In 1998 the U.S. Congress passed the Sonny Bono Copyright Term Extension Act, which extended the terms of legal copyright in the United States to “life of the author plus 70 years”, and for works of corporate authorship to “120 years after creation or 95 years after publication, whichever endpoint is earlier”. It was the second extension to U.S. copyright law in 22 years, but only the third in the 20th century. The term of a patent issued in the United States is now 20 years. In the post-industrial, knowledge-based economy of the 21stcentury, business method patents are valuable commodities worth billions of dollars, as evidenced by Google’s $12.5 billion dollar purchase of Motorola, largely to acquire the 24,000 patents owned by the device manufacturer. Trademarks, as intellectual property, have no effective termination date; provided the owner of the trademark continues to exercise it, the trademark never enters the public domain. Even a cursory glance at net income for large corporations shows a correlation between intellectual property (whether it be copyrights, trademarks, or patents) and many of the highest earning entities in the modern economy. Trademark value is legally recognized as an asset (Goodwill) by general accounting principles.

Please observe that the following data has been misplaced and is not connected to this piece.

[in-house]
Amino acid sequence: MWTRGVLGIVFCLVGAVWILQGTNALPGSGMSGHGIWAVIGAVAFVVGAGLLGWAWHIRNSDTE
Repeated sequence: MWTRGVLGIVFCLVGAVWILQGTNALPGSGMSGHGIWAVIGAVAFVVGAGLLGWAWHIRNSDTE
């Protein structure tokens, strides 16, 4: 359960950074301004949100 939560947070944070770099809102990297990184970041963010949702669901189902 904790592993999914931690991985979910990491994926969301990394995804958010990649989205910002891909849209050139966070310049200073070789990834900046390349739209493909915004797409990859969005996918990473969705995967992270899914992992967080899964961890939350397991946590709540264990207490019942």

The differences between copyright, trademarks, and patent – from a philosophical standpoint – are significant, and will be described more fully later.
The first patents in England were not recognition of inventor’s property rights, at all, but instead a grant of monopoly from Queen Elizabeth I in the late 1500s; rather than an acknowledgement of the production of the intellectual good (and the inventor’s or author’s right of possession thereof), it was instead the investiture of a royal privilege to a vendor. This is relevant because prior to the 1500s, of course, there was no real idea of the “pursuits of the mind” having any essential elements that would render them to be considered “property” in any real way. There was no movable-type printing press prior to the mid-1430s. There was no mass-scale industrialization, so the reward of the inventor of a mechanism was largely his or her competitive advantage over their brethren. Artists were commissioned by patrons, and access to the patron was of course largely limited to those who were of the same socioeconomic class, but of course people from the lower classes didn’t really have the economic freedom to pursue art as a career in the first place. Undoubtedly this led to many the Gentileschi dying of cholera in the field, having manned a plow all her life, but the justice of pre-Enlightened societies is a digression (Aristotle, of course, would have thought the entire idea of intellectual property utterly crass, as men of the mind should not sully themselves with thoughts of anything so base as commerce.)